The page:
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See also: Nakba



From Arabic نَكْبَة(nakba, disaster, catastrophe); see Nakba for more.

Proper noun[edit]


  1. Alternative letter-case form of Nakba
    • 1992, Philip Mattar, The Mufti of Jerusalem, →ISBN, page 140:
      Some Arab biographers have lauded him and his cause, seeking to absolve him of any responsibility for the 1948 nakba, while Jewish nationalists vilify him and discredit his movement.
    • 2009, Nissim Rejwan, Arabs in the Mirror: Images and Self-Images, →ISBN, page 149:
      Ever since the 1948 nakba, Arab thinkers and intellectuals have been studying the causes of their condition and recommending ways for changing or improving it.
    • 2009, Sumantra Bose, Contested lands, →ISBN, page 262:
      Indeed, violence broke out in the occupied territories in mid-May 2000 as Palestinians observed the anniversary of the 1948 nakba—these disturbances paled in comparison to the second intifada, which erupted in the autumn.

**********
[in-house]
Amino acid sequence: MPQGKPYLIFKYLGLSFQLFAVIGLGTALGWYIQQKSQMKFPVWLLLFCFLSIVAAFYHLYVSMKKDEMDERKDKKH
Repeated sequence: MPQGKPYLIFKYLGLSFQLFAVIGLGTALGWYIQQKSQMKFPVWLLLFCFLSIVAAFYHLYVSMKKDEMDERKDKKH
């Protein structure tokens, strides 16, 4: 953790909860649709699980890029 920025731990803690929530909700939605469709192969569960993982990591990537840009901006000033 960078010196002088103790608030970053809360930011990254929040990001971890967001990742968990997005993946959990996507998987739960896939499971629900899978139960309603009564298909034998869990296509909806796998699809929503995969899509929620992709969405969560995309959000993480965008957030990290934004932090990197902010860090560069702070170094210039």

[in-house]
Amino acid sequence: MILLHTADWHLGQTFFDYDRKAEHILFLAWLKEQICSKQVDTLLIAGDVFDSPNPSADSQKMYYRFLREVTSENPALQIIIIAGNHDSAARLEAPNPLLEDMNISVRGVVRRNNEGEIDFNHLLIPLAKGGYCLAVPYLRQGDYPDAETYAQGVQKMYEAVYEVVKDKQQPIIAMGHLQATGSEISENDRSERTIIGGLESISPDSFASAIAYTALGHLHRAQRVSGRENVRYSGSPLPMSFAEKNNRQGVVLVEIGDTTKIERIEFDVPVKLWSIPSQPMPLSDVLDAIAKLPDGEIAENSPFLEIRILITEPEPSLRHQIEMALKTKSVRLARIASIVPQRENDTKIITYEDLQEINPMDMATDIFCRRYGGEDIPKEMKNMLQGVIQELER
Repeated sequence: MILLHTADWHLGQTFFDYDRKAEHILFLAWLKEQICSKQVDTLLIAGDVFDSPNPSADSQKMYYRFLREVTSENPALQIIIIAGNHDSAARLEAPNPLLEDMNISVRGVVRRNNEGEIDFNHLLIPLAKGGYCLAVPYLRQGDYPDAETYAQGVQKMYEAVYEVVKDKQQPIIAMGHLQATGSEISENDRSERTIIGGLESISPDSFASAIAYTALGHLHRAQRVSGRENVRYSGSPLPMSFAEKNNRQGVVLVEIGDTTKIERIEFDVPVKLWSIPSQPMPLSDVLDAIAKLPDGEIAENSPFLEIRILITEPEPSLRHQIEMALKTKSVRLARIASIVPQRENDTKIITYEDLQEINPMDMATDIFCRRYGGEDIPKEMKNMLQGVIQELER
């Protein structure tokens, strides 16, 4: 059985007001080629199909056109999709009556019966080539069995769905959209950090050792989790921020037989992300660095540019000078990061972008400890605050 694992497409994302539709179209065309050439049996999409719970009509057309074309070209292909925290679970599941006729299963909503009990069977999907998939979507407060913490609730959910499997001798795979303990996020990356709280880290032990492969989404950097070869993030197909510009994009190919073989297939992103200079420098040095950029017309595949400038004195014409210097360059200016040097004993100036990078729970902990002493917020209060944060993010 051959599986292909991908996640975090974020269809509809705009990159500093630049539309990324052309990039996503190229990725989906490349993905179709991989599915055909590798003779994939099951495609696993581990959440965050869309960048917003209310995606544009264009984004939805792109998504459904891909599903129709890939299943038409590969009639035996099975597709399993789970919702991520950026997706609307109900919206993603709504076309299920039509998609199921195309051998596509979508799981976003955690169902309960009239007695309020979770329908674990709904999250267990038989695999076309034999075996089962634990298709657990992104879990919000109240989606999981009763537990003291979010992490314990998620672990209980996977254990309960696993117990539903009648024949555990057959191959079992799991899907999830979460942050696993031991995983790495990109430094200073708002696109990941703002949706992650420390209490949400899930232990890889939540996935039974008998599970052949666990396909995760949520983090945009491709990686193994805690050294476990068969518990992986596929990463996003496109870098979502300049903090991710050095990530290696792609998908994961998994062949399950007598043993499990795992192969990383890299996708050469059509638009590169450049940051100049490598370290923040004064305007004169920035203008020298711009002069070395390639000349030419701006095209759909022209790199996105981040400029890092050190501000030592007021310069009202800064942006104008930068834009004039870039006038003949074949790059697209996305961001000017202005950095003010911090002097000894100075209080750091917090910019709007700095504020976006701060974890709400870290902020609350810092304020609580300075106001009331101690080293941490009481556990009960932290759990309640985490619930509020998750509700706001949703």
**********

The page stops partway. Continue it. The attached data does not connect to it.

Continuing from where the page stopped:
nakba (plural nakbas)

  1. In Arab contexts: a catastrophe; a grave setback.
    • 1998, David Caute, Fatima's scarf, page 280:
      Our President is admitting that the war has been a nakba, a setback. 'I take full personal responsibility.' 'But not for long,' murmurs Mahmoud, in whose company I am watching this ultra-dramatic moment.
    • 2000, Arab American Voices, page 45:
      A second nakba happened after the 1967 Six Day War, when Israel captured Arab land that belonged to Jordan and Egypt; another 325,000 Palestinians left their homes.
    • 2010, Raimond Gaita, Gaza: Morality, Law & Politics, →ISBN, page 99:
      But for now, there is no prophet amongst the politicians, and the only prophecies to be heard are of nakbas and holocausts.





nakba f (plural nakbas)

  1. catastrophe

Proper noun[edit]

nakba f

  1. Nakba